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Lord Chancellor

senior and important functionary in the government of the United Kingdom

The Lord High Chancellor of Great Britain, or Lord Chancellor is a senior and important functionary in the government of the United Kingdom. He is the second highest ranking of the Great Officers of State after the Lord High Steward. The Lord Chancellor is appointed by the Sovereign on the advice of the Prime Minister. Before the Union there were separate Lord Chancellors[1] of England and Scotland.

Lord Chancellor
Royal Coat of Arms of the United Kingdom (HM Government).svg
Incumbent
Robert Buckland

since 24 July 2019
StyleThe Right Honourable
AppointerThe Sovereign
on advice of the Prime Minister
Inaugural holderThe Lord Cowper
FormationMay 1707
of Kingdom of Great Britain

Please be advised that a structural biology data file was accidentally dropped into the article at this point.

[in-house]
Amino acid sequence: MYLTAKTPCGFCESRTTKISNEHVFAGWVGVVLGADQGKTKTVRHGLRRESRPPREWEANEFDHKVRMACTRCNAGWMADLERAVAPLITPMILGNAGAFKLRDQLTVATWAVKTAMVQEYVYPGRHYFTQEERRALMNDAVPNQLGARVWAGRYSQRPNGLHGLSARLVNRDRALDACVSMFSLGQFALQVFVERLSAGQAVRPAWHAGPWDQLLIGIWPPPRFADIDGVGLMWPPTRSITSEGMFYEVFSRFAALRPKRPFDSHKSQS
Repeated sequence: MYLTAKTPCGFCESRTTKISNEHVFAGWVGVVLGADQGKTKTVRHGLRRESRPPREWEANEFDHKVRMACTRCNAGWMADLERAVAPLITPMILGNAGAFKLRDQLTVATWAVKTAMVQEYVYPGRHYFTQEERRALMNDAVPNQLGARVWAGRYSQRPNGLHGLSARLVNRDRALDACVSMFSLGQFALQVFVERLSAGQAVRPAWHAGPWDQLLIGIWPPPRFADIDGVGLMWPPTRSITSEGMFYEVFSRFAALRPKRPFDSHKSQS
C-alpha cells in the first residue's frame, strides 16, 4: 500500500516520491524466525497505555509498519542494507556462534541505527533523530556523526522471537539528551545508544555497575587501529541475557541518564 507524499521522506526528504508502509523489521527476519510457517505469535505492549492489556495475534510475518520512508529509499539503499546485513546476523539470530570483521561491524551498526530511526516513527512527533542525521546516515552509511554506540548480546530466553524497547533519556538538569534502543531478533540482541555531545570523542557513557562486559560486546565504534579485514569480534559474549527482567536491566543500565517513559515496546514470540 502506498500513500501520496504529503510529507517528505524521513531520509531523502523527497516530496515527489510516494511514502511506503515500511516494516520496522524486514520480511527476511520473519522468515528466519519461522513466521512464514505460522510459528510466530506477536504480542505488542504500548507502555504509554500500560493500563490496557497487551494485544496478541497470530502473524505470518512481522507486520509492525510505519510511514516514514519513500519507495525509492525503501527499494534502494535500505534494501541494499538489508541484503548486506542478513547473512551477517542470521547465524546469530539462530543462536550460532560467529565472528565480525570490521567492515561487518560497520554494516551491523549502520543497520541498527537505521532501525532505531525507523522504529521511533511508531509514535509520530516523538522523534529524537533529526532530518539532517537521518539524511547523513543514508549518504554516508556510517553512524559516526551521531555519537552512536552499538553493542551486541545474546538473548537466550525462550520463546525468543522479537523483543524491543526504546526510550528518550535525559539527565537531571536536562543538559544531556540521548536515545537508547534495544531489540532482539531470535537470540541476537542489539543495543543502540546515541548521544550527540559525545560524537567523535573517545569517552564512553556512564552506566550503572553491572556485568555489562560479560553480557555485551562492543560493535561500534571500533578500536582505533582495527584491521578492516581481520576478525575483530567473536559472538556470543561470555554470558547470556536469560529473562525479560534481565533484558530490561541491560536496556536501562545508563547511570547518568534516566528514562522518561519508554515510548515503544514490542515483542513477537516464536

The Lord Chancellor is responsible for the efficient functioning and independence of the courts.[2] The current Lord Chancellor is Robert Buckland.[3]

Formerly, there were separate Chancellors of England, Scotland and Ireland. When the Kingdom of England and the Kingdom of Scotland united to form the Kingdom of Great Britain under the Acts of Union 1707 the offices of the Chancellor of England and the Lord Chancellor of Scotland were combined to form a single office of Lord Chancellor for the new state.

ReferencesEdit

  1. The title can be pluralized 'Lord Chancellors' or 'Lords Chancellor'. The former is more common and is used for consistency throughout the article. See Gardner, B., (2001), A dictionary of modern legal usage, Oxford University Press, p. 538.
  2. Formerly he was also the presiding officer of the House of Lords, and the head of the judiciary in England and Wales, but the Constitutional Reform Act 2005 transferred these roles to the Lord Speaker and the Lord Chief Justice respectively.
  3. "Prisons Minister Robert Buckland QC to be new Lord Chancellor – The Lawyer | Legal insight, benchmarking data and jobs". Retrieved 2019-08-01.

BibliographyEdit